Wednesday, August 1, 2007


Have you seen the car commercial based on "Duh"? Innovative use of a word that usually takes a negative connotation. Still, it is a car commercial.

On, Duh is defined as an interjection used to display annoyance at banality, stupidity and the obvious. Like duh, who was surprised at Brittany, Paris or Lindsey's behaviors?

Or duh, people treat their pets like they are their children. Yet, today I saw a new high or maybe it is low that demonstrates the divide that leads me to believe Americans have lost touch with reality.

For a mere $50, dog owners can buy a 1.7 ounce bottle of doggy perfume so that their ummm DOG won't smell like a well, DOG! Sexy Beast offers a whole host of pricey and unnecessary indulgences that are meant to turn animals into family members, more human family members, it seems. And, best of all it is non-allergenic.

Another writer put it in perspective with her comment, "meanwhile babies are dying for lack of clean water...."

Barbara Ehrenreich, author of Nickel and Dimed and blogger, writes about the giant leaps in pet care that veterinary medicine has taken. She wrote,
This year, Americans will spend about $9.8 billion on health care for their pets, up from $7.2 billion five years ago. According to the New York Times, New York’s leading pet hospitals offer CT scans, MRI’s, dialysis units, and even a rehab clinic featuring an underwater treadmill, perhaps for the amphibians in one’s household.
She proposes that if a family can not afford health care for their children, perhaps they could afford to take them to the local veterinarian who is now equipped to provide care that otherwise a family cannot afford. Children die for lack of basic health care -- as simple a 'duh' process as taking a child to the dentist to treat an abscessed tooth.

And who doesn't get outraged when the nightly news tells of dog fights, cock fights, starving animals chained in cages and abandoned or abused? I grew up with the Bambi and Lassie syndrome. I was petrified that something would happen to the animals. It didn't matter that humans died, were hurt, lost, mutilated. Don't hurt the animal. Do we feel as much outrage when abused children make the nightly news lineup? Have you noticed that less stories about kids see air time than those of animals?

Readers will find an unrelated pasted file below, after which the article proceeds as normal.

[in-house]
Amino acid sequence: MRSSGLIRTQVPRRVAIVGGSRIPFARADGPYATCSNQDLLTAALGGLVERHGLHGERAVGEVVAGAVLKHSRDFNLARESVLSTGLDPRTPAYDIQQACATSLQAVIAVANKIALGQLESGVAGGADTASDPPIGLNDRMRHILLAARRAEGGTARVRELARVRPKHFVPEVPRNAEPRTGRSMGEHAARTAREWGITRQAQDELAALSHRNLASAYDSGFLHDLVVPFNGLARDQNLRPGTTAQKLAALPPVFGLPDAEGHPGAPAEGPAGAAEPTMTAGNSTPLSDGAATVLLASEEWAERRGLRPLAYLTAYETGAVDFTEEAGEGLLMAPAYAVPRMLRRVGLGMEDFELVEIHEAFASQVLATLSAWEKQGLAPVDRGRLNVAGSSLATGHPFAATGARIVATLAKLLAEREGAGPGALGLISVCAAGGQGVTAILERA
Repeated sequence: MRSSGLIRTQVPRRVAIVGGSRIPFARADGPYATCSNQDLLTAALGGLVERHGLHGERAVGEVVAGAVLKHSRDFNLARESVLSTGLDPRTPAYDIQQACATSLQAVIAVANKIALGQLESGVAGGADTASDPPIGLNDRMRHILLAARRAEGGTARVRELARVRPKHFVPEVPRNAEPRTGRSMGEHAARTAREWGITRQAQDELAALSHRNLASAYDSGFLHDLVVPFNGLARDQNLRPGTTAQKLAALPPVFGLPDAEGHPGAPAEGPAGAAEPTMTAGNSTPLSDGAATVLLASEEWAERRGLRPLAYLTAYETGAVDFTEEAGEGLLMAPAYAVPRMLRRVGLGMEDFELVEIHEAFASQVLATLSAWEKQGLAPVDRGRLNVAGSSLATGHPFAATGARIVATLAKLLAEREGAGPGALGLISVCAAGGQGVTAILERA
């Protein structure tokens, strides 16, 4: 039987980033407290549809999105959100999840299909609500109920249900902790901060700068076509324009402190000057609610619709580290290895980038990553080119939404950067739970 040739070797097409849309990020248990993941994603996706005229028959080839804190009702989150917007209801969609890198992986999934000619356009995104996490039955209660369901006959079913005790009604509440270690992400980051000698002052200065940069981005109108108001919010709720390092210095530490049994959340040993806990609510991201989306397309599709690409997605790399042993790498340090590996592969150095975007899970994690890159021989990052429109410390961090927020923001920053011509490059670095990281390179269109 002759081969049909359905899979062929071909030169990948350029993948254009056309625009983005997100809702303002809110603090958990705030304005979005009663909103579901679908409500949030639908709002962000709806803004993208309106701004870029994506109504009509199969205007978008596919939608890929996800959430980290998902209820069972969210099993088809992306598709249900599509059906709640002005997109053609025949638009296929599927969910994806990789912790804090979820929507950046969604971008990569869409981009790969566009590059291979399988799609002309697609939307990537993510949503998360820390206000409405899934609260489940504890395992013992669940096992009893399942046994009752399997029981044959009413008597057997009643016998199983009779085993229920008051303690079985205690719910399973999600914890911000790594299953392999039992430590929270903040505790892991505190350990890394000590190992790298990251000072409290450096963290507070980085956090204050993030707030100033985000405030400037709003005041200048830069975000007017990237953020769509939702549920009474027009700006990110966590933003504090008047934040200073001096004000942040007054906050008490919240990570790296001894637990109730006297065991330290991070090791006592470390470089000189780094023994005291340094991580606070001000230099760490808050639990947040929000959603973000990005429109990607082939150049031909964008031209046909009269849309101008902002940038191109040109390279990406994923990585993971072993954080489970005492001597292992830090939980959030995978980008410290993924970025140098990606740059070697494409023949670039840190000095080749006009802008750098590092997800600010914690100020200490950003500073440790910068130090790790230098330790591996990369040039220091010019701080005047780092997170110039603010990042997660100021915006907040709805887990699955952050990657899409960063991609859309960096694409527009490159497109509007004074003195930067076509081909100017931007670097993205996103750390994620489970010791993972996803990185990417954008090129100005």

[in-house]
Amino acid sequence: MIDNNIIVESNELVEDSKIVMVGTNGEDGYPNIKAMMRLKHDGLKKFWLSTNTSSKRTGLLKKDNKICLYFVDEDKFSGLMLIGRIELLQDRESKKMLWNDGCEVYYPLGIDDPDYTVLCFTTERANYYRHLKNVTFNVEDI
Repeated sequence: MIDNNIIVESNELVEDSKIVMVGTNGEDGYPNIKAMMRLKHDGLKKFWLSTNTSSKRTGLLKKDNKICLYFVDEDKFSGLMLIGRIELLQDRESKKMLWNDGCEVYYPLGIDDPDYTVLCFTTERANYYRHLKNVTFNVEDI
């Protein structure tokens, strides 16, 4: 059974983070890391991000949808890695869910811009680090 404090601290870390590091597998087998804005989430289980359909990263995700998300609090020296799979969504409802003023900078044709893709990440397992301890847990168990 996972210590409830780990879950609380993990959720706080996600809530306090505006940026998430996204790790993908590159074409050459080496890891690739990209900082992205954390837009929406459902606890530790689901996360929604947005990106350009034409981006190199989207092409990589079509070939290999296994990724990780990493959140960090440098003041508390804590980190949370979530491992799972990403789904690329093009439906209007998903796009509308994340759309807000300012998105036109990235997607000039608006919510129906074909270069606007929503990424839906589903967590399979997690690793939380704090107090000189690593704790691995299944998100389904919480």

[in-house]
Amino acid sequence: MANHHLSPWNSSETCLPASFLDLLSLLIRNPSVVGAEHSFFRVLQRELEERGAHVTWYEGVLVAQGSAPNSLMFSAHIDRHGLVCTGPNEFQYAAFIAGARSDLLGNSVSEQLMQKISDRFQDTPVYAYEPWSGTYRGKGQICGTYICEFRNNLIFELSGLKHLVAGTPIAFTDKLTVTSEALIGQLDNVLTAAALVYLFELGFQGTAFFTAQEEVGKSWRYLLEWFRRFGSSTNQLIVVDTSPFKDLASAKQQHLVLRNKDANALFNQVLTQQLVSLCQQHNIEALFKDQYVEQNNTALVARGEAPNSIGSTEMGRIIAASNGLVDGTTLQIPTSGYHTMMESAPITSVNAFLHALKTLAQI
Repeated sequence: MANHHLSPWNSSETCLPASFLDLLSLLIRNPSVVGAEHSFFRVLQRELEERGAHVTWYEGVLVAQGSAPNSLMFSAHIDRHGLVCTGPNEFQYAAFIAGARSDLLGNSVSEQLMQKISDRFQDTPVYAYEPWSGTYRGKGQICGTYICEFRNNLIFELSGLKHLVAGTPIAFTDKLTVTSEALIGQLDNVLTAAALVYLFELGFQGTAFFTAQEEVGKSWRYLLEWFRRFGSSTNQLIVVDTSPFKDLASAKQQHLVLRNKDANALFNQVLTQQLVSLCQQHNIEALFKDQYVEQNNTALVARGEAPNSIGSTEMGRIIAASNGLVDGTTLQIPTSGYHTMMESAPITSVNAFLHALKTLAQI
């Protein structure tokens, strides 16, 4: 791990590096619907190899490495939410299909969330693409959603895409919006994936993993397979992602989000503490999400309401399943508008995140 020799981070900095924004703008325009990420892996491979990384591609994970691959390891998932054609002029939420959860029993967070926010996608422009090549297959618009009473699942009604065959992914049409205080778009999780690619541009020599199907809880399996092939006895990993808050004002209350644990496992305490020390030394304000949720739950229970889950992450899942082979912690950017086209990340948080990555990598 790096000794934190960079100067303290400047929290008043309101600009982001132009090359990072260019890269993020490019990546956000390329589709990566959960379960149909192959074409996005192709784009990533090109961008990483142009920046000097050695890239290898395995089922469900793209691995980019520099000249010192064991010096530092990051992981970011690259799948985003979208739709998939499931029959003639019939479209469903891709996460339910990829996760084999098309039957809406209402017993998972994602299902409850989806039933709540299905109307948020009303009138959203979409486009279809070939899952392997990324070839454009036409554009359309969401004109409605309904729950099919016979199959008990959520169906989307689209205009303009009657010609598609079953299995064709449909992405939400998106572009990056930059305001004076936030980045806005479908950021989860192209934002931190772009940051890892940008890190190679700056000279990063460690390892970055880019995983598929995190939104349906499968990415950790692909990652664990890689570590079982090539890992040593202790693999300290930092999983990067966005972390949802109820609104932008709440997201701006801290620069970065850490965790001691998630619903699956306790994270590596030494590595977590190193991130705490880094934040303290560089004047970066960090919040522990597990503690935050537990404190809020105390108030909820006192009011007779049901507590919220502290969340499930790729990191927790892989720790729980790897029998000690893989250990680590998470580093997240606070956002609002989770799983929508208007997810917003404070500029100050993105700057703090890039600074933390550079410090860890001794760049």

Ehrenreich goes on to say,
The Senate Finance Committee has approved a bill that would expand state health insurance cover for children (S-CHIP) to include 3.2 million kids who are not now covered (but leaving about 6 million still uncovered.) Bush has promised to veto this bill, on the grounds that government should not be involved in health coverage. If does veto the bill, the fallback demand should be: Open up pet health insurance to all American children now!

Kids have fallen out of favor. True they can be annoying, vexing, frustrating, and costly. They aren't as well house-trained nor as easily taught tricks as most dogs. And when they run to greet us at the door it is more about 'what did you bring me' than being happy to see us.

Perhaps kids would benefit from a good PR firm like the car commercial Duh guys.

But in the meantime, I wonder how many children would benefit if that $50 for dog perfume was used instead to help pay for children's health care.


Ruth D~ said...

So true! Such frivolous things people do, and have the right to do.

It's the choices that each of us make personally in the way we live our lives that makes a difference-- for better or worse.

Marijke Durning said...

Yup, kids can be annoying. But I'm one of their biggest defenders because we were there once and, if you look at the root cause, it's often not their fault. Kids need to be taught and many parents aren't doing that teaching.

My three are turning out to be wonderful young adults but we had our share of moments I'd rather not repeat. However, that is part of what makes them who they are.

As for my dog, well, let him smell like a dog. Except for the silent bombs that seem to shock not only him. :-) (did *I* do *that*???)